I nursed my son until very recently, just after his third birthday. Granted, MUCH longer than I planned, but my son is extremely bright, well-adjusted, healthy, outgoing, compassionate, and masculine. He's not a clingy child, and feels very at ease in any surrounding. I think knowing that he can find comfort in our bond provides him with a sense of certainty, clarity, and confidence. My experience in nursing has been one of the most pure, beautiful, and impactful of my life, and I would NEVER trade it for anything in the world.

    Have faith in your motherly intuition, it is speaking loud and clear and only to you, for a reason.

    Best wishes to you and your family~

    Last edited by @llli*aimeerebecca; August 20th, 2011 at 02:45 AM.

  4. #4
    Join Date
    May 2010

    Default Re: Going back to work at almost a year.

    It's difficult to be the one doing things different than most people, isn't it? I honestly have been in your situation. My son is now 23 months and I am still pumping at work for him (I am a nurse and am gone 6am-8pm 3 days a week (since he was 5 weeks old))and this is a sore topic with my MIL and my husband. They want me to wean him. They think he is too old to nurse and should eat more solids. I have shown them some great literature on why extended nursing is so important for overall health, why breastmilk is more nutritious than solids and cows milk, and why SLOW gradual weaning is important to my son emotionally. They still give me a hard time about it, and make comments, but ultimately, they can't keep me from pumping at work and nursing my son! They have basically nodded and said okay to the extended nursing, but still say what they want. We agree to disagree basically. That doesn't make it easy for us. But we are ALL parenting Benjamin and they see that I am just trying to do whats best for him.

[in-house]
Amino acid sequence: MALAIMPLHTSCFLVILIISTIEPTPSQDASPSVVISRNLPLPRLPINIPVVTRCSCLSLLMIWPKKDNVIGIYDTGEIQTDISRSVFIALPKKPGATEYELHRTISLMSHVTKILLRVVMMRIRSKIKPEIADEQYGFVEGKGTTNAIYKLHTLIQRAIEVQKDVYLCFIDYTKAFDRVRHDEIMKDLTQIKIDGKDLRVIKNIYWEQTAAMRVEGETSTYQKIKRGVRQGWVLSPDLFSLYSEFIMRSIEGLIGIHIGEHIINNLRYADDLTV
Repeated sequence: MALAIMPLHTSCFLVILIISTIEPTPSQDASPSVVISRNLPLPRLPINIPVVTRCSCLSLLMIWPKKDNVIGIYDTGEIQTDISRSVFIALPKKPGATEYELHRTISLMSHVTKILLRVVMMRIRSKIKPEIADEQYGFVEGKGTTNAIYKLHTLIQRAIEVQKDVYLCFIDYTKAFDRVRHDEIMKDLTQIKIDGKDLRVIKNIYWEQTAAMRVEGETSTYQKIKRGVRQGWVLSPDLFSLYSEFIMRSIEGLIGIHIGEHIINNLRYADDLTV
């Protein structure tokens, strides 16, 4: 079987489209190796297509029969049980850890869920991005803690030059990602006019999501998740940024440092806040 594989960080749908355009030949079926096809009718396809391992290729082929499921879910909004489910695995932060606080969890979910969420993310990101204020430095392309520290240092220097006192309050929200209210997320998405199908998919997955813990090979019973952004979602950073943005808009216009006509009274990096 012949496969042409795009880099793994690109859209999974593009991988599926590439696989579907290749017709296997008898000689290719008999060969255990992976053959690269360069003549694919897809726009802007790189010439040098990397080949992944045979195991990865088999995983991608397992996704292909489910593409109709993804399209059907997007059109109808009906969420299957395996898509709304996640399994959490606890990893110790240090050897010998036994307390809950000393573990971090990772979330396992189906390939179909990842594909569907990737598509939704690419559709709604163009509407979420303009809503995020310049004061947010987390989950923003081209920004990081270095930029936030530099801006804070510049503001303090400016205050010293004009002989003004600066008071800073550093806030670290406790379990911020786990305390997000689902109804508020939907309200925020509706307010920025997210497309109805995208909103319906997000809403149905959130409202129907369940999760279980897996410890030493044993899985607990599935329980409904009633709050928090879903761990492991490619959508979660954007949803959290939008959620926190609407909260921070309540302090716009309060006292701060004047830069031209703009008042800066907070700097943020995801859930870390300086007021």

It helps that they have a strong family history of obesity, cancer, and overall poor health and I point out often how breastmilk beyond 1 year helps to prevent those issues with my son and ultimately, thats why they don't give me an even harder time.